• Roots can be forced in winter for fresh out-of-season greens. • Perennials are probably more productive in marginal areas as they start assimilating solar energy from early spring. • Some perennial traditional wild crop relatives may have disease resistance
(e.g. perennial cabbages may be more resistant to clubroot). • If you have limited space, it makes more sense growing perennials as vegetables tend to be more expensive in spring.
There are of course also some disadvantages • The land is permanently occupied and only one harvest a year is usually possible. • Perennials are mostly productive in the springtime. • Perennial weeds may reduce yields, but with knowledge weeds can also be a resource. • Perennials don’t last forever and some will need replanting every few years to maintain yields. • Viruses can be a problem (as is the case with potatoes, garlic, shallots and rhubarb). • Improved varieties are generally not available (here we can all contribute; join the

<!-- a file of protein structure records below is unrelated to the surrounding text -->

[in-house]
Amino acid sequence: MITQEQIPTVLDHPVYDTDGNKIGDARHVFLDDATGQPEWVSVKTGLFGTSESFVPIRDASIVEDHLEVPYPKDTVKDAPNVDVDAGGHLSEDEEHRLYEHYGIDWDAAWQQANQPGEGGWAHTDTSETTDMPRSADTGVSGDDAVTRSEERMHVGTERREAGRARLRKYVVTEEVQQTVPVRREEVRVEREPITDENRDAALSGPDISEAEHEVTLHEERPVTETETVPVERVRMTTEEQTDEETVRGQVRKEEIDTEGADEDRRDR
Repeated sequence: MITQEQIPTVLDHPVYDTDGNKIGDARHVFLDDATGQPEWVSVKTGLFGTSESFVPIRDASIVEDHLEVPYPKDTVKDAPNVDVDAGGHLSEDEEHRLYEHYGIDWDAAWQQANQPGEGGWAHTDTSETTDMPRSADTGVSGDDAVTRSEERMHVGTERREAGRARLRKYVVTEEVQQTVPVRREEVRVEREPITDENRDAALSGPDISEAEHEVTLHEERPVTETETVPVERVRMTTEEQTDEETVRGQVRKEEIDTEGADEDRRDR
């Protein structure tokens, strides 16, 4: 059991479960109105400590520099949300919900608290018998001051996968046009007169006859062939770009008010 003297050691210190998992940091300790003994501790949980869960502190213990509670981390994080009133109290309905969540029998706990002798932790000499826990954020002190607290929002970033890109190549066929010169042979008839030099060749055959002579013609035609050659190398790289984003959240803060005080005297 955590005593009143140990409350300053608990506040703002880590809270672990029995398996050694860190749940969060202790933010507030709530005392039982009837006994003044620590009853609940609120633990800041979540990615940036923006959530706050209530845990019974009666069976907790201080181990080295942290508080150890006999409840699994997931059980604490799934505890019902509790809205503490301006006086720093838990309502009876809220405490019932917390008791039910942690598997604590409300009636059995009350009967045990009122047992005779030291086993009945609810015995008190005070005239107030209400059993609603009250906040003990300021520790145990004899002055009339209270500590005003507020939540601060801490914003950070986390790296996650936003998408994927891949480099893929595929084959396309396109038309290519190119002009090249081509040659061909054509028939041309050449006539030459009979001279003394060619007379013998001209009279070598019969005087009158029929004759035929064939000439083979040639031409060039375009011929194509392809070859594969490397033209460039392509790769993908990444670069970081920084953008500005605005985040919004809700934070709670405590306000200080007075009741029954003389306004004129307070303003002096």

Facebook group Plant Breeding for Permaculture). Imagine a world without ready access to supermarkets offering more or less any vegetable at any time of the year. Actually, it doesn’t take much imagination. Here in Norway, I can remember that only 25 years ago there were only a handful of vegetables available in supermarkets in winter and the way things are going (climate change, peak oil etc.), in another 20 years seasonal vegetables should once again dominate our consumption. People have in the meantime become more accepting of weird and wonderful vegetables. Therefore, we should be looking at how to diversify locally produced vegetables, so that we can maintain a wide variety of local produce. One group of vegetables that has so far been little exploited are the perennial mainly spring-cropping species. Ken Fern, Plants For A Future and forest gardeners such as Martin Crawford and the late Robert Hart, as well as Eric Toensmeier in the US have done much to show the wide range of plants that could be used. This is my small contribution. Stephen Barstow Malvik, January 2014
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